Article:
William Sweeney, the FBI's assistant director in New York, said on Monday that the FBI had gotten a report of a domestic incident involving Rahami some time ago, but the allegations had been recanted, and "there's nothing to indicate that currently he was on our radar."
Nor were Afghan intelligence officials aware of either Rahami or his family, said Mohammad Masoom Stanekzai, director-general of the Afghan National Directorate of Security.
The bombing investigation began when a pipe bomb blew up Saturday morning in Seaside Park, New Jersey, before a charity race to benefit Marines. No one was injured.
Then a shrapnel-packed pressure-cooker bomb exploded Saturday night in New York's Chelsea section, wounding 29 people, none seriously. An unexploded pressure-cooker bomb was found blocks away.
Late Sunday night, five explosive devices were discovered in a trash can at an Elizabeth train station. Investigators have not publicly tied Rahami to those devices.
Rahami provided investigators with a wealth of clues that led to his arrest just 50 hours after the first explosion, according to three law enforcement officials.
His fingerprints and DNA were found at the scene of the Manhattan bombing, they said. His face was clearly captured by surveillance cameras near the spot of the blast.
Electronic toll records show a car to which he had access was driven from New Jersey to Manhattan and back to New Jersey the day of the bombing, according to the officials, who spoke on condition of anonymity because they weren't authorized to discuss the case.
Those and other clues spurred officials to release his name and photo Monday morning.
"A lot of technology involved in this, but a lot of good, old-fashioned police work, too," New York Police Commissioner James O'Neill said Monday.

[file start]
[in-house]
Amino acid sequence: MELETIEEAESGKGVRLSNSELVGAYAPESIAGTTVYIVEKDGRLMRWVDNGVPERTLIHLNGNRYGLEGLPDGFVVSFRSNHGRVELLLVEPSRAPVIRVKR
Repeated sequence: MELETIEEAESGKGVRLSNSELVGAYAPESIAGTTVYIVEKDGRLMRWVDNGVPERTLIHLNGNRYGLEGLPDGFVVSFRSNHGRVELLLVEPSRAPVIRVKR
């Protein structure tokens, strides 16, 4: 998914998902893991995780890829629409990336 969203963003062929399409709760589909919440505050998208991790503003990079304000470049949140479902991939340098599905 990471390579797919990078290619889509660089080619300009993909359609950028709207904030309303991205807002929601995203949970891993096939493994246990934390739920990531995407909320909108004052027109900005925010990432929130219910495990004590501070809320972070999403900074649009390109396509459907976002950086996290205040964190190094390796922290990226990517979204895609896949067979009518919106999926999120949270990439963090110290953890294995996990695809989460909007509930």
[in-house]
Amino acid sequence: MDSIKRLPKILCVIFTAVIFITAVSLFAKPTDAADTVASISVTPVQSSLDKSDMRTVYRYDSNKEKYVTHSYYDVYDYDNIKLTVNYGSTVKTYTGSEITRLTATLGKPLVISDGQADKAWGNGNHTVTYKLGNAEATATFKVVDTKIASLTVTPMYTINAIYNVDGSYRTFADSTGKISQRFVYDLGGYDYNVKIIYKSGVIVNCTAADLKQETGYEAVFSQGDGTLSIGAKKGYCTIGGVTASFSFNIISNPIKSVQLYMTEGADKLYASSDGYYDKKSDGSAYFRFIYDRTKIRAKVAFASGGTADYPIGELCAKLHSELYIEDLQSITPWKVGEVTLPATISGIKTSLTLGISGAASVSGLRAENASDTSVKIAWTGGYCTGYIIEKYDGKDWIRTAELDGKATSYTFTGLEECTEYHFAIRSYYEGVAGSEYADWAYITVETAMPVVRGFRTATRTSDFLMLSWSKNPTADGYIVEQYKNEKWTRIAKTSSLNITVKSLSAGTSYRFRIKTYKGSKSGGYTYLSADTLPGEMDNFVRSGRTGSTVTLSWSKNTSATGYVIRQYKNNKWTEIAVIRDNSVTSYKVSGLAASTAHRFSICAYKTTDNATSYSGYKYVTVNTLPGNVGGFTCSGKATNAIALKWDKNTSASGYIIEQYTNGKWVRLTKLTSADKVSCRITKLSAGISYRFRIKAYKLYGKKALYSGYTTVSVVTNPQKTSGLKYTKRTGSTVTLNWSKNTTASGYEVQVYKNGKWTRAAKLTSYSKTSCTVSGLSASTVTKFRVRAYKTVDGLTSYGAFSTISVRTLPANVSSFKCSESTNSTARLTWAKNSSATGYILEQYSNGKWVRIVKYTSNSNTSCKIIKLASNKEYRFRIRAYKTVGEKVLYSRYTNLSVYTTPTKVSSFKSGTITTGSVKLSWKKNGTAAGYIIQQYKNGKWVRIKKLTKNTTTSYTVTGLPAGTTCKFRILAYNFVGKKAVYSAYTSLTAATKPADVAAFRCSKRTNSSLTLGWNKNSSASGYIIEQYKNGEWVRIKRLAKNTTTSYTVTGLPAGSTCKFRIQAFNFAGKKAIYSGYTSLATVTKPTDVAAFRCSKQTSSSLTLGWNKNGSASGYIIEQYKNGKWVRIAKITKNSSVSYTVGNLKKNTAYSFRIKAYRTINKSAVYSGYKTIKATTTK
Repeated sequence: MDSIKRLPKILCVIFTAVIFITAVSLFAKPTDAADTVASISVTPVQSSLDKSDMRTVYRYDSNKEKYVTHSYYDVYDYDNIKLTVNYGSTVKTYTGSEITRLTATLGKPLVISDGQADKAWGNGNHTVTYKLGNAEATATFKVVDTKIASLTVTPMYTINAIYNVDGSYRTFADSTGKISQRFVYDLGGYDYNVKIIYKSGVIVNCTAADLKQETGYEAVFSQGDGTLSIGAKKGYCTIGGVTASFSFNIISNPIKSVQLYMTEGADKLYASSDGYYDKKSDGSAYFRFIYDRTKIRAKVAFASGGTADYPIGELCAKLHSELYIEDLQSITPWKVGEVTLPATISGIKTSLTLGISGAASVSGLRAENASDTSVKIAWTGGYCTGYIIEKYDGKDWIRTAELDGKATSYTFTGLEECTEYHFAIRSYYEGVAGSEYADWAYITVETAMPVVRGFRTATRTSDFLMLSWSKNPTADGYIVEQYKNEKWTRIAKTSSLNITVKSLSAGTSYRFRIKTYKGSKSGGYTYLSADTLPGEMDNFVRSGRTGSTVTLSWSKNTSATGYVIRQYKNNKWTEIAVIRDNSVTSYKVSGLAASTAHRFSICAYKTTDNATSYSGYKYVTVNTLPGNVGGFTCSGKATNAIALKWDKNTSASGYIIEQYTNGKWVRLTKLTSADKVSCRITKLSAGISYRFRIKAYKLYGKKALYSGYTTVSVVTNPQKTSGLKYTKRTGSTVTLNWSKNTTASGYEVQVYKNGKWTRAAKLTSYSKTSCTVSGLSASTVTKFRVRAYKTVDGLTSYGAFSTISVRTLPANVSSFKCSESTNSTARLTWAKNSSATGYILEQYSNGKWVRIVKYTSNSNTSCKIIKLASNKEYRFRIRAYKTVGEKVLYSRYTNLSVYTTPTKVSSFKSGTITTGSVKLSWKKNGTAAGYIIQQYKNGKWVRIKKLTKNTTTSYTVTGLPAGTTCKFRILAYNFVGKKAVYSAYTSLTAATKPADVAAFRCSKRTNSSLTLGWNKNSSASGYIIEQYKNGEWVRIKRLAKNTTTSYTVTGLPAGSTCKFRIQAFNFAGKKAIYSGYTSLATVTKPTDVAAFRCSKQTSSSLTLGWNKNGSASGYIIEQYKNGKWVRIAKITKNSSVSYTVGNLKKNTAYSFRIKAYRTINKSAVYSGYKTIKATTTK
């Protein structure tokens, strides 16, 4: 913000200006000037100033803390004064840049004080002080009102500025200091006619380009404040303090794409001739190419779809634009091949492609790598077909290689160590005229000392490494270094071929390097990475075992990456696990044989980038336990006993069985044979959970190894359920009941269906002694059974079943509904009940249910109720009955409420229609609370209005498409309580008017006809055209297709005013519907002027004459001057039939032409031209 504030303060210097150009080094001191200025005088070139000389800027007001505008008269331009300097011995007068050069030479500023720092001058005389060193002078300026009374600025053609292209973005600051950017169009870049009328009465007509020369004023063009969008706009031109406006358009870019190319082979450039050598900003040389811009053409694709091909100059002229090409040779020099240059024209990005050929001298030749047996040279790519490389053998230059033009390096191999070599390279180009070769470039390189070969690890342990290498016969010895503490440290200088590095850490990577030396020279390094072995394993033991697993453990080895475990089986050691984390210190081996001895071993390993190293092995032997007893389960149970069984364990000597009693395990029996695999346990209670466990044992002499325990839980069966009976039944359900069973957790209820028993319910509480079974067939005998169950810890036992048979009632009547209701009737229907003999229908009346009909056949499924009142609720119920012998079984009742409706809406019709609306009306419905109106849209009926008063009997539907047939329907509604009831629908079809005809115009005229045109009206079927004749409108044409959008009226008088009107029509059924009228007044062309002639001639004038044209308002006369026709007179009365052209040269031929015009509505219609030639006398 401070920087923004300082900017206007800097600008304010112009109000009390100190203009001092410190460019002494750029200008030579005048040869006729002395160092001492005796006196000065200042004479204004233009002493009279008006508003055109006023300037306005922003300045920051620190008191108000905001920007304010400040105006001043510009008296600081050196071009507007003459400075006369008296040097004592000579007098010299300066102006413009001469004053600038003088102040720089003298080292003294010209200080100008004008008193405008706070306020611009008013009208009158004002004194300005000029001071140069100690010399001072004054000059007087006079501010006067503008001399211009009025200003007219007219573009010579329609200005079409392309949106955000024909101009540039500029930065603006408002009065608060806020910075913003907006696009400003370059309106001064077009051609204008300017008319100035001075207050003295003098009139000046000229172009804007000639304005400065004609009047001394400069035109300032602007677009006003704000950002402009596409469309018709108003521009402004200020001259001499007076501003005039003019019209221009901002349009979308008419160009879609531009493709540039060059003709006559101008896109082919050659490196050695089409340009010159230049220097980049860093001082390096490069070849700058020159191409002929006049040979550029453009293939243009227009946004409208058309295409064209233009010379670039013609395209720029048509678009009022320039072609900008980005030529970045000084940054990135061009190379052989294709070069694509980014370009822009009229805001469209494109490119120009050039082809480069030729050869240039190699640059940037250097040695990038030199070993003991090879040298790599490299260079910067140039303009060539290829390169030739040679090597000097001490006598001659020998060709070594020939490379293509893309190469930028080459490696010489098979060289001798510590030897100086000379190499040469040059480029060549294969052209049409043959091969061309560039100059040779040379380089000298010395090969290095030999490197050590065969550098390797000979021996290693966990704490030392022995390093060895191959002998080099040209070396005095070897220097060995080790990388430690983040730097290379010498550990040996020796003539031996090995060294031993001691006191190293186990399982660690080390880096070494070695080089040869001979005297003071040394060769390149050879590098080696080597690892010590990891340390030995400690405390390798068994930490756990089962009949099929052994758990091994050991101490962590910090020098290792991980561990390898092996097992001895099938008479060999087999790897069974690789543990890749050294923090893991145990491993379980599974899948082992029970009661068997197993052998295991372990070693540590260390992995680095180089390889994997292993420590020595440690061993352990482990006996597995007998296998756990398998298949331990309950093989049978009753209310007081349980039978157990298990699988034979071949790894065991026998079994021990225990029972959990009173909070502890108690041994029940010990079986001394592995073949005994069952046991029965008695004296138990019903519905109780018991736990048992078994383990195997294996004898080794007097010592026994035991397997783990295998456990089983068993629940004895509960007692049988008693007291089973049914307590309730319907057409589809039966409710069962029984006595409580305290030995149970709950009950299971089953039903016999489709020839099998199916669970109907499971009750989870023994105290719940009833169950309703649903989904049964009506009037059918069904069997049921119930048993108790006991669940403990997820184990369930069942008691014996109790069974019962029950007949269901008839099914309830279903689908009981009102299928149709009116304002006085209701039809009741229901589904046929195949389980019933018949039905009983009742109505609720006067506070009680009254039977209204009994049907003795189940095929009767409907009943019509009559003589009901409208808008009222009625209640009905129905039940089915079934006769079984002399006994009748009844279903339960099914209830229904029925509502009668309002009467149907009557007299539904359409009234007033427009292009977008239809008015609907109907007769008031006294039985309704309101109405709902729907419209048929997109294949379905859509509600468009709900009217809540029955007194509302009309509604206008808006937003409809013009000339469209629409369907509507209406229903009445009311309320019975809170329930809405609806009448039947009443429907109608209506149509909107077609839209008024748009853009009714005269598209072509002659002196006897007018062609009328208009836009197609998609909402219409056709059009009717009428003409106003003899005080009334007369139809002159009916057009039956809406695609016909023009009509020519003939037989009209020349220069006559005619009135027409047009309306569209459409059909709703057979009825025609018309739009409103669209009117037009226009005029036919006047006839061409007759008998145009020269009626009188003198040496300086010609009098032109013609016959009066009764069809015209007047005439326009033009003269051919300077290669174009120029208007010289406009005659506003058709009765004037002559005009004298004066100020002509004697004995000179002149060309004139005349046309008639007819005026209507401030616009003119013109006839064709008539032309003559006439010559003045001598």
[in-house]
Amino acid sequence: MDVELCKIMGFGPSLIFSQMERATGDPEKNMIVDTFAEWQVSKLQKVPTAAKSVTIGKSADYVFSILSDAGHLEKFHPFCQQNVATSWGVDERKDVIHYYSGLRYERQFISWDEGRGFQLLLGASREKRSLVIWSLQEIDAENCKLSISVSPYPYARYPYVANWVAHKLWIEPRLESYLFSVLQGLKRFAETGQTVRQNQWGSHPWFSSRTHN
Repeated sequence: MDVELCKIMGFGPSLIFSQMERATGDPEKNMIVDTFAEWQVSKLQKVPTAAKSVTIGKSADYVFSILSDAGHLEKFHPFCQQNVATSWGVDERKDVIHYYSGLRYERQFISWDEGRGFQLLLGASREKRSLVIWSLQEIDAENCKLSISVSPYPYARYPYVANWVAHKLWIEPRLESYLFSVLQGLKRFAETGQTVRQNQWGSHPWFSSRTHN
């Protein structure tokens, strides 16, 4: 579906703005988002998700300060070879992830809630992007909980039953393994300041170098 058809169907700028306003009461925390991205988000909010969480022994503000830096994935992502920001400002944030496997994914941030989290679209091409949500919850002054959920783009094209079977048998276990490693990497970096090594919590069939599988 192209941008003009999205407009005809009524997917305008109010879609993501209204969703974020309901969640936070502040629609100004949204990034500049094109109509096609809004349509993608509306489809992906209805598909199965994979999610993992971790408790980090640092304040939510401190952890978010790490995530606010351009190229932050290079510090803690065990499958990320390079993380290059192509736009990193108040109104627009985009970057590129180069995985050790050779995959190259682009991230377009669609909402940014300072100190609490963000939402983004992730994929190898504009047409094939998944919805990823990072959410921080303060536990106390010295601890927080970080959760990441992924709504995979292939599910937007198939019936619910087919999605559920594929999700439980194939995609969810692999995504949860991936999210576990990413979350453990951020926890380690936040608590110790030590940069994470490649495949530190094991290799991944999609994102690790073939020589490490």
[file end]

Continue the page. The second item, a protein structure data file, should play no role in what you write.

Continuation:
Officials said they have no other suspects at large but cautioned they are still investigating.
Rahami wasn't on any terror or no-fly watch lists, though he had been interviewed for immigration purposes while traveling between the U.S. and Afghanistan, one of the law enforcement officials said.
Rahami and his family live above their restaurant, First American Fried Chicken, and the family has clashed with the city over closing times and noise complaints, which the Rahamis said in a lawsuit were motivated by dislike of Muslims.
A childhood friend, Flee Jones, said Rahami had become more religious after returning from a trip to Afghanistan several years ago. Still, some of the restaurant's customers said Rahami was more likely to talk about his interest in cars.
Stanekzai said it was possible Rahami might have been influenced by "huge networks" of radicalization in the Afghanistan-Pakistan region, or online.
Tucker reported from Washington. Associated Press writers Tom Hays in San Francisco, California; Michael Balsamo in New York; Michael Catalini and Dake Kang in Elizabeth, New Jersey; Josh Cornfield in Pennsylvania; and Alicia A. Caldwell, Kevin Freking and Deb Riechmann in Washington contributed to this report.